The photo below is of the actual Rolex Deep Sea Special prototype (DEEP SEA SPECIAL #3) that Jacques Piccard attached to the outside of the Bathyscaphe Trieste before it made its record setting dive down into the Mariana Trench and into the Challenger Deep in 1960. The Rolex Deep Sea Special was essentially a Rolex Submariner with a special prototype case and crystal designed to withstand tremendous pressure. The historically significant Rolex DEEP SEA SPECIAL #3 pictured below is currently located in the Smithsonian Institute's permanent collection in Washington D.C. This magnificent watch features a white dial and a case diameter of 42.7 MM, with a Radium dial and a Rolex Caliber 1000 movement.

The special domed crystal essentially worked on the same principle as a geodesic dome, or egg, in the sense it was extremely strong and utilized the laws of physics to withstand more than 8,000 tons of pressure per cubic inch. This is the exact same physics principle the domed sphere shape gondola utilized on the Bathyscaphe Trieste itself. After the successful 1960 successful dive in 1965 Rolex made multiple replica models to showcase their technology which we see in the image below.

One Of Mankind's Greatest Achievements

The U.S. Navy Bathyscaphe Trieste 

Dives Deeply Into History

Challenger Deep, Mariana Trench
200 Nautical Miles South-West of Guam
Morning of January 23, 1960

Walsh and Piccard had a challenging time getting into the Trieste because despite having clear skies, the Bathyscaphe Trieste was sloshing around in huge waves. This made it difficult to get from the USS Wandank (ATA-204) and USS Lewis (DE-540) headquarter-ship into the Trieste.

The photo below was taken of the Bathyscaphe Trieste as she prepares to dive to the deepest known part of earth's ocean on the morning of Jan. 23, 1960, with the USS Lewis (DE-540) behind her.

Into The Mystic

The photo below was taken during the descent when Walsh and Piccard were close to reaching the bottom of the Challenger Deep. In an interview, I once asked Captain Walsh if he was ever scared or nervous on the descent, and he said he never was. This came as a bit of a surprise since during their early descent, at 9,000 feet, one of the outside plexiglass windows cracked and made a huge noise, shaking the Trieste.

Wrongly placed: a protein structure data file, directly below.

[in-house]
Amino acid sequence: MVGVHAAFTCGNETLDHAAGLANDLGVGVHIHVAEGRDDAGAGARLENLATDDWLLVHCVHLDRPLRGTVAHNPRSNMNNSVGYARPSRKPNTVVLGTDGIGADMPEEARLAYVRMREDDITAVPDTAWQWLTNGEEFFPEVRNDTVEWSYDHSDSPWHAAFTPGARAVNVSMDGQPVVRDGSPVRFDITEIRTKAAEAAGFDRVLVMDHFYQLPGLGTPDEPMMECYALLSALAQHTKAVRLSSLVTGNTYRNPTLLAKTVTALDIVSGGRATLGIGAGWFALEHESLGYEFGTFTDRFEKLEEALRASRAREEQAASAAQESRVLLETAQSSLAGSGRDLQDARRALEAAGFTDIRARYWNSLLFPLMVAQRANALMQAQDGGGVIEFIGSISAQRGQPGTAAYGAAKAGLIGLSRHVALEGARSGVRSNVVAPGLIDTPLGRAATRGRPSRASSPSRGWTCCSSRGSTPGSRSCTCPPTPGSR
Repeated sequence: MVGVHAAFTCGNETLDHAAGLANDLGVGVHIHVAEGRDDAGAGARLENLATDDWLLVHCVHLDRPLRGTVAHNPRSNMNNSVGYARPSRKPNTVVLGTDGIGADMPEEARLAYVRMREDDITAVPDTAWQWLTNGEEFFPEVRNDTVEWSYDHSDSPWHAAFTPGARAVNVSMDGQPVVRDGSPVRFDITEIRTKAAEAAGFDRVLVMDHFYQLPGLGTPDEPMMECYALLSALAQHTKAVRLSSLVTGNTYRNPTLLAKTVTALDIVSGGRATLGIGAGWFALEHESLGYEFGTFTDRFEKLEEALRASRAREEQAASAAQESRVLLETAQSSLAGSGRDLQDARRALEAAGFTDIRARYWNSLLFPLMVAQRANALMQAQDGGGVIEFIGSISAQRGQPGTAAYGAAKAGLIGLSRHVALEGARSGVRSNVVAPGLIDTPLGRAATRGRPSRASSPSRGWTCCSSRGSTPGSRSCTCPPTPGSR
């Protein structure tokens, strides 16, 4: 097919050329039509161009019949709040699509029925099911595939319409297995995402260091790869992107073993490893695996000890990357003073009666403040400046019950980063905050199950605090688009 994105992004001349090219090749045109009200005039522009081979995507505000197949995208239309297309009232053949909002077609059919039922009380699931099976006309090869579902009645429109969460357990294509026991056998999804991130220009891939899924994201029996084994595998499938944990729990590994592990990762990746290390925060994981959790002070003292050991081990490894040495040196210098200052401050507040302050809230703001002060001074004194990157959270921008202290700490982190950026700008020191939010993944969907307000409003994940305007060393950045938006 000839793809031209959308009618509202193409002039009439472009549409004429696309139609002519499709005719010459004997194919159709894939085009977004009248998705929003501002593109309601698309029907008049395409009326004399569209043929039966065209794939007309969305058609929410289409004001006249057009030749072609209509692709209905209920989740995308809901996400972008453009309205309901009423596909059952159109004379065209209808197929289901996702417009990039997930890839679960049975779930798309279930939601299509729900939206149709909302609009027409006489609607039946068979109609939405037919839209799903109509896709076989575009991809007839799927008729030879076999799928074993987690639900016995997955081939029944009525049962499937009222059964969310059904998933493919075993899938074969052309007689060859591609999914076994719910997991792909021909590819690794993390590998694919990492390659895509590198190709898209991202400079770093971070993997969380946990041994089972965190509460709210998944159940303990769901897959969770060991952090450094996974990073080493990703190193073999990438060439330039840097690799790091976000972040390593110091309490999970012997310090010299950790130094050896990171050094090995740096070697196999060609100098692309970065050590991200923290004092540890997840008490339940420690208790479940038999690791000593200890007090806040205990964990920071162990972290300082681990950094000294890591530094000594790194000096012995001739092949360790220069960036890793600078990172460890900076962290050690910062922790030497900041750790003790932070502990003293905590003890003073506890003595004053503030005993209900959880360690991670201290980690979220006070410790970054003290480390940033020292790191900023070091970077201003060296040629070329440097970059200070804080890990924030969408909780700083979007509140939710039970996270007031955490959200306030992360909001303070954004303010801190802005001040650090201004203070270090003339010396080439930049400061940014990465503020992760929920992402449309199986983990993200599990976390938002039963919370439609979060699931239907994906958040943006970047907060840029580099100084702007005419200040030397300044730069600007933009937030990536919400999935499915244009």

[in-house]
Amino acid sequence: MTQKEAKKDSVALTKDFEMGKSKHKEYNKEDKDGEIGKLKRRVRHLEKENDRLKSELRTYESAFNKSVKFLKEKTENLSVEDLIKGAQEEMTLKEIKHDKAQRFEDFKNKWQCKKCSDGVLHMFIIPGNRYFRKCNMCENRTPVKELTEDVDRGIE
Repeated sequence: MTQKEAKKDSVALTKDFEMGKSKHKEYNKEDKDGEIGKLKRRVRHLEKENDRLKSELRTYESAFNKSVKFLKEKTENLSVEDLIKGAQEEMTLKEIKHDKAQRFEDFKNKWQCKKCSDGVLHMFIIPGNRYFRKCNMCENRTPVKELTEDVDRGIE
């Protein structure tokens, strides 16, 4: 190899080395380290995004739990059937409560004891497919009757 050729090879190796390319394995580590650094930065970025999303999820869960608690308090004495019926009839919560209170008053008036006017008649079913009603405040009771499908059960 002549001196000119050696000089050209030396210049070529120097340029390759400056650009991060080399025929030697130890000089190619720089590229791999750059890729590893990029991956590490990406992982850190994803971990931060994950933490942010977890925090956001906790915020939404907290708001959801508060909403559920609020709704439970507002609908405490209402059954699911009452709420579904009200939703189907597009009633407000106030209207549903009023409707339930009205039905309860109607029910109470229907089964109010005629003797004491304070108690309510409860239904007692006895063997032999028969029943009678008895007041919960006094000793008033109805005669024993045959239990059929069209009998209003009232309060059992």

The Bathyscaphe Trieste submersible took 4 hours and 48 minutes to descended to the ocean floor.

At the Top of the Bottom of the World

The illustration below is an artist's rendition of what the Bathyscaphe looked like when it touched down on the ocean floor in the Challenger Deep. Despite having cameras on board, they were not able to take photos at the bottom because when they landed, a tremendous amount of sediment started swirling around the Bathyscape which Captain Walsh said was like "being in a bowl of milk."

Inner-Space Conquered

This next photo was taken of the Bathyscaphe Trieste gondola during the 20 minute stay on the ocean floor in the Challenger Deep. U.S. Navy Captain Don Walsh is holding the American flag, and both Piccard and Walsh have put on sweaters since the temperature has dropped significantly from the balmy tropical seas of Guam down to a cool 7°C (45°F).

It is profound to consider that at the moment this photo was taken, there was a Rolex Deep Sea Special attached to the outside of the Bathyscaphe Trieste and it was holding its own, against the more than 16,000 pounds of pressure per cubic inch!!!

Just before they landed on the sea floor Piccard and Walsh were shocked that they were seeing animals swimming around. It was previously believed that no form of vertebrae life could exist under that kind of water pressure.

The ascent back up to the surface took 3 hours and 15 minutes.

After they returned from their record-shattering dive, Jacques Piccard sent Rolex of Geneva a historic telegram that simply said: "Happy to announce that your watch works as well at 11,000 meters as it does on the surface.

A Presidential Welcome & Congratulations

White House, Washington, D.C.

Upon their triumphant achievement of conquering inner-space, U.S. Navy Lieutenant Don Walsh and Jacques Piccard went to the White House where they were given awards by President Dwight Eisenhower where they received medals.

Captain Don Walsh was one of only three members of the armed forces to receive a military medal from President Eisenhower at the White House during his eight-year term as President of the United States.

A Hero's Welcome

In the next photo we see the Bathyscaphe Trieste being proudly paraded down Pennsylvania Avenue in Washington, D.C., on Jan. 20, 1961, as part of the JFK Inauguration Day Parade.

Into the History Books

The United States, under the Eisenhower administration had finally conquered inner-space with its new heroes, Lieutenant Don Walsh and Jacques Piccard, and the new administration under President Kennedy would continue to explore the magnificent ocean while ambitiously directing significant resources toward conquering outer-space with the Mercury, Gemini and Apollo space programs.